Besides that, young women are also vulnerable to sexual harassment when they use the social media. According to the respondents, the most common kind of sexual harassment experienced by them is receiving pornographic messages and pictures from other users. One instance is Respondent 3’s experience:

I received explicit pictures through WeChat from a stranger. When I was online, the guy suddenly sent me an explicit picture. He didn't write any caption and just sent me that picture. I was shocked at the time, but I still didn't block him. I thought he mistakenly sent me the message. The second time I was online, once again he sent me an explicit picture, and he used an explicit picture as his profile picture. I was so scared and kept immediately blocked him. ” (Respondent 3, aged 21)

Findings from other studies have shown that social media apps like WeChat allow strangers to access the contacts of anyone near to them. Through the WeChat app, users can track other users within 20 km simply by pressing the People Nearby button (Liu, 2019). This shows that social media apps enable users to become victims of cybercrime whereby the users could connect with strangers without needing to know the other person’s name or phone number. The respondent explained in the interview that she was sexually harassed when another user had sent sexually explicit images to her repeatedly. This harassment caused the respondent to feel scared and forced her to block that individual and turn off the People Nearby function through her WeChat account. This incident shows that by using social media apps, young women are vulnerable to cybercrime risks.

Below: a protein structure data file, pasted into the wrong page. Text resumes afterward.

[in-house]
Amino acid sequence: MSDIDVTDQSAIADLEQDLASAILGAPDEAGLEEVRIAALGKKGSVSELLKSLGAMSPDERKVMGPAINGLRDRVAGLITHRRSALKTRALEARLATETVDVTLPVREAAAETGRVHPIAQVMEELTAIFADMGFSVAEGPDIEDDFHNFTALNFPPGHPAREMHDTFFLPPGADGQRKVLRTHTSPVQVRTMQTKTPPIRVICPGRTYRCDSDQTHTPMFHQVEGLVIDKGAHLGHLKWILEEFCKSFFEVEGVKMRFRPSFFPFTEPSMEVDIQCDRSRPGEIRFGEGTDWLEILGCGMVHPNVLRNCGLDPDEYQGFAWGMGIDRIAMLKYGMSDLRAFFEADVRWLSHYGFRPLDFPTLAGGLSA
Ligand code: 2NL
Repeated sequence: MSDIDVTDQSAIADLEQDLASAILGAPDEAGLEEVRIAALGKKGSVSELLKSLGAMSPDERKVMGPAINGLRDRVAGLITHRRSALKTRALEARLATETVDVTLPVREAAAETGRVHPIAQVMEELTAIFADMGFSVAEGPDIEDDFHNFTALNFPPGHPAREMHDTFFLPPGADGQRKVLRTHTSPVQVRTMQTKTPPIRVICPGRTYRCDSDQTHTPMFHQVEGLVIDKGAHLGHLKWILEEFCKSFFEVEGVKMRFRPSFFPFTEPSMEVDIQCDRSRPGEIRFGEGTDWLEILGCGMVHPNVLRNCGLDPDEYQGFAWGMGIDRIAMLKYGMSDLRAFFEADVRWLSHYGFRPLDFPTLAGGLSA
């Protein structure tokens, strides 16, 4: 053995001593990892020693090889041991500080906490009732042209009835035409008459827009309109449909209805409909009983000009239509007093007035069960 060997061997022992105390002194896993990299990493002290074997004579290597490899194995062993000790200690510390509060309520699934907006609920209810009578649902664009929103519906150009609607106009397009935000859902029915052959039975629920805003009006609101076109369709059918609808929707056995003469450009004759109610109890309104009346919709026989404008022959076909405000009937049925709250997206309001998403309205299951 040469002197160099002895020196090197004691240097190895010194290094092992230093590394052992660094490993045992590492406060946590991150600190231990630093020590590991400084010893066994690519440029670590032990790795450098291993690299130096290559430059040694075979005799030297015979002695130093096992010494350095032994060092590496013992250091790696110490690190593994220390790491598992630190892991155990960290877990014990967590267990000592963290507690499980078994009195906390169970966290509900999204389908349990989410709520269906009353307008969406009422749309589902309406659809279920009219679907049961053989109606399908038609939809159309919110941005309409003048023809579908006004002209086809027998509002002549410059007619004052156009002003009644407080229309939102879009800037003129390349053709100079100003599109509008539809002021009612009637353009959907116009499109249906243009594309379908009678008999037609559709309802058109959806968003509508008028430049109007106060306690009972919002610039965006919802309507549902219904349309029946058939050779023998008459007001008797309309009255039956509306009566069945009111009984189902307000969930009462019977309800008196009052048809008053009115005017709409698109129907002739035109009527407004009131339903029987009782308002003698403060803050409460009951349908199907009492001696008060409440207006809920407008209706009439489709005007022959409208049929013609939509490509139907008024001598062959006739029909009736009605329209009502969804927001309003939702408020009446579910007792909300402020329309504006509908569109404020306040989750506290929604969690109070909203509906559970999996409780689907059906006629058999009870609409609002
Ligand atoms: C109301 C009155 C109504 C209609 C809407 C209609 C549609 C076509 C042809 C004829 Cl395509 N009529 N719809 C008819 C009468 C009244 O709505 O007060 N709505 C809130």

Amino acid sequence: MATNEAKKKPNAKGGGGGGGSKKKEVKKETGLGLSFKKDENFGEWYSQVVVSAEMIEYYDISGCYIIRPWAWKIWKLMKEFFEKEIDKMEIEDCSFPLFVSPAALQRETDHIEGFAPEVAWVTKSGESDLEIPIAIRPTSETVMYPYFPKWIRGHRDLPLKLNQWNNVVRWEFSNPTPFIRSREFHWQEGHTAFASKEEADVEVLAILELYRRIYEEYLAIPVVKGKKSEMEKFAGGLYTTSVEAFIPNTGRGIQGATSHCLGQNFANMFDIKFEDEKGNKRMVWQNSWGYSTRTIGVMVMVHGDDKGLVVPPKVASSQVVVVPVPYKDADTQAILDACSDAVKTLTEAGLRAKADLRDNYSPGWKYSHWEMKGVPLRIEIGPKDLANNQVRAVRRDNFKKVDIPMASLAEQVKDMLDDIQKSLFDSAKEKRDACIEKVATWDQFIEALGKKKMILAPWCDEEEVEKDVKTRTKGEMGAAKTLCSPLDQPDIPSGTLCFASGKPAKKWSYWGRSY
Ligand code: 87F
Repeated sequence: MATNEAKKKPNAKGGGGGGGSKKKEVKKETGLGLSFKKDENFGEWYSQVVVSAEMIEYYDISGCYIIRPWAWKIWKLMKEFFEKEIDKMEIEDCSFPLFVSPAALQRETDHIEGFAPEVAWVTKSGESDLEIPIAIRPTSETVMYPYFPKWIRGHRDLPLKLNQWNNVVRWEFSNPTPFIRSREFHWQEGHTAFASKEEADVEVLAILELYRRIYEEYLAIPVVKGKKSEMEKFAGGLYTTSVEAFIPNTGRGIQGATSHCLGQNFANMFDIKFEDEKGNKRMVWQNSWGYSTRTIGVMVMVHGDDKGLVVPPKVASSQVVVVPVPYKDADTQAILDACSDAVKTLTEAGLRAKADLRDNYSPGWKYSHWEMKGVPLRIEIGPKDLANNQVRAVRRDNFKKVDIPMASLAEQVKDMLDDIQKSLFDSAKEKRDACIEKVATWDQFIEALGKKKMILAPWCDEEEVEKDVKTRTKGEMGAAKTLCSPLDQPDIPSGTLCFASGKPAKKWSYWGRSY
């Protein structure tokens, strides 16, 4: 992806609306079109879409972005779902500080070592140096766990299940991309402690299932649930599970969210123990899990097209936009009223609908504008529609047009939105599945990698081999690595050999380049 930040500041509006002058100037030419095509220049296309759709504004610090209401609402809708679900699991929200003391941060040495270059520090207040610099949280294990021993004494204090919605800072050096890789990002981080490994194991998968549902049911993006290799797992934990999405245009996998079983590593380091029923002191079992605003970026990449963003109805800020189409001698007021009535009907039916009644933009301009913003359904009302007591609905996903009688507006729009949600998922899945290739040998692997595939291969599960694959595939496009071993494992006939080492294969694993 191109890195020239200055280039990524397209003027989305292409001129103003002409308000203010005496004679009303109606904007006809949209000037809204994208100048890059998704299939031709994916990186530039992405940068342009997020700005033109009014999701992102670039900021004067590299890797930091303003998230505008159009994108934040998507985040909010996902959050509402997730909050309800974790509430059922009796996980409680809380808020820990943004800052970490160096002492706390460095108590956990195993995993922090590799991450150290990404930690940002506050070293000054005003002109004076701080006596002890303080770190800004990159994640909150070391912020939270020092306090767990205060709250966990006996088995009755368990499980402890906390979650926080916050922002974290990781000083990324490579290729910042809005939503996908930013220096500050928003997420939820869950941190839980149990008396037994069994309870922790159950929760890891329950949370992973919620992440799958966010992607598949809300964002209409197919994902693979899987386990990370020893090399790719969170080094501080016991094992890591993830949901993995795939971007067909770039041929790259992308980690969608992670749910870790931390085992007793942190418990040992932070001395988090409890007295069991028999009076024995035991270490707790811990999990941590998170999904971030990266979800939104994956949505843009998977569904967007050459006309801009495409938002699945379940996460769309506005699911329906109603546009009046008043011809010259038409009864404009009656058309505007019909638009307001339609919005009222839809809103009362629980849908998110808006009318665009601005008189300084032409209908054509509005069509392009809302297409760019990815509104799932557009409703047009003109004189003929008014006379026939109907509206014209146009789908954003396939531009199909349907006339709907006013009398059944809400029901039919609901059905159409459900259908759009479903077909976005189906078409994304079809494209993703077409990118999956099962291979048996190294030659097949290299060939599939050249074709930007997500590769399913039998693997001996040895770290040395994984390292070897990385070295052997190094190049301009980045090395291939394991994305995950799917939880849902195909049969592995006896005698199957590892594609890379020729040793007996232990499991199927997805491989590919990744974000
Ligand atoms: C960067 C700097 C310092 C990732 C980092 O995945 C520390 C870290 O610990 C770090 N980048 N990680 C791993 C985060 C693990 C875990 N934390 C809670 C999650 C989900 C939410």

In addition, Respondent 4 revealed that when she first started to use social media, she liked to upload pictures there and post updates so as to allow her online friends to like the pictures and leave comments on the respondent’s wall. However, the respondent also received sexually explicit comments after uploading the pictures and updates. The following is an excerpt from the interview with Respondent 4:

When I first started to use social media, I liked to add friends even though I didn't know them. It used to be fun when I have a large number of friends in my friend list. At that time, I didn't think about the effects of social media. I posted a lot of pictures at that time and updated anything that I have done and planned to do. After that, there were some online friends who I did not recognise suddenly liking my pictures and sent sexually explicit messages. For example, he said you are beautiful, your body is sexy, and I love to see your smile and all that. If he didn’t pay attention to our physical, why would he send such messages? I was very scared and immediately blocked the individuals who sent me those sexually explicit messages. ” (Respondent 4, aged 24)

The above response clearly shows that the respondent experienced sexual harassment while using social media. Praising the body of a woman and talking about sex are blatant acts of sexual harassment. According to Ismail et al. (2001, as cited in Wilson, 1995), sexual harassment can be non-verbal (the display of images, whistles, sexual gestures, etc.), physical (not necessarily touching the victim) and/or verbal (obscene comments about clothes, looks or actions). This finding coincides with Fairbairn’s (2013) study that explains that adolescents and young women are more likely to be victims of sexual harassment through the activity of uploading pictures on their social media accounts. Young women who have no problem updating personal activities they have done and their special moments on the social media makes themselves vulnerable to social media crimes.